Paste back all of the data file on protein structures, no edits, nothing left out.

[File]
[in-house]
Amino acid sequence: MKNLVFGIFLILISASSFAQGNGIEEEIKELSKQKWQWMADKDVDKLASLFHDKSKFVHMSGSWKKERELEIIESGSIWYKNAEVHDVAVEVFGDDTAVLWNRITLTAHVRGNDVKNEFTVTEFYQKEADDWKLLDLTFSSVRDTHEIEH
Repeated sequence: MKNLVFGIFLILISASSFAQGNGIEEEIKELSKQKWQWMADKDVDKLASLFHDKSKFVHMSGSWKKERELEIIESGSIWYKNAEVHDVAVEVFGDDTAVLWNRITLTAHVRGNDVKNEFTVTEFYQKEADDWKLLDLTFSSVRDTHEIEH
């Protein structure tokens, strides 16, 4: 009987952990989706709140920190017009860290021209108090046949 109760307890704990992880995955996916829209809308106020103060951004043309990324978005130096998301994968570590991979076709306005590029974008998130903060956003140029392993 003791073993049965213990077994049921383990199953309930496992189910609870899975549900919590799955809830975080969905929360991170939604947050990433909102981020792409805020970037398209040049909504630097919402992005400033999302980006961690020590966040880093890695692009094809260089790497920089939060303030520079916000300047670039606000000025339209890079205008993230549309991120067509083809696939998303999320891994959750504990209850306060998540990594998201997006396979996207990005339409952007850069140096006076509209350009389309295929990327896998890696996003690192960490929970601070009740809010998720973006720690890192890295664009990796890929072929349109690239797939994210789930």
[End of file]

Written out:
[in-house]
Amino acid sequence: MKNLVFGIFLILISASSFAQGNGIEEEIKELSKQKWQWMADKDVDKLASLFHDKSKFVHMSGSWKKERELEIIESGSIWYKNAEVHDVAVEVFGDDTAVLWNRITLTAHVRGNDVKNEFTVTEFYQKEADDWKLLDLTFSSVRDTHEIEH
Repeated sequence: MKNLVFGIFLILISASSFAQGNGIEEEIKELSKQKWQWMADKDVDKLASLFHDKSKFVHMSGSWKKERELEIIESGSIWYKNAEVHDVAVEVFGDDTAVLWNRITLTAHVRGNDVKNEFTVTEFYQKEADDWKLLDLTFSSVRDTHEIEH
């Protein structure tokens, strides 16, 4: 009987952990989706709140920190017009860290021209108090046949 109760307890704990992880995955996916829209809308106020103060951004043309990324978005130096998301994968570590991979076709306005590029974008998130903060956003140029392993 003791073993049965213990077994049921383990199953309930496992189910609870899975549900919590799955809830975080969905929360991170939604947050990433909102981020792409805020970037398209040049909504630097919402992005400033999302980006961690020590966040880093890695692009094809260089790497920089939060303030520079916000300047670039606000000025339209890079205008993230549309991120067509083809696939998303999320891994959750504990209850306060998540990594998201997006396979996207990005339409952007850069140096006076509209350009389309295929990327896998890696996003690192960490929970601070009740809010998720973006720690890192890295664009990796890929072929349109690239797939994210789930």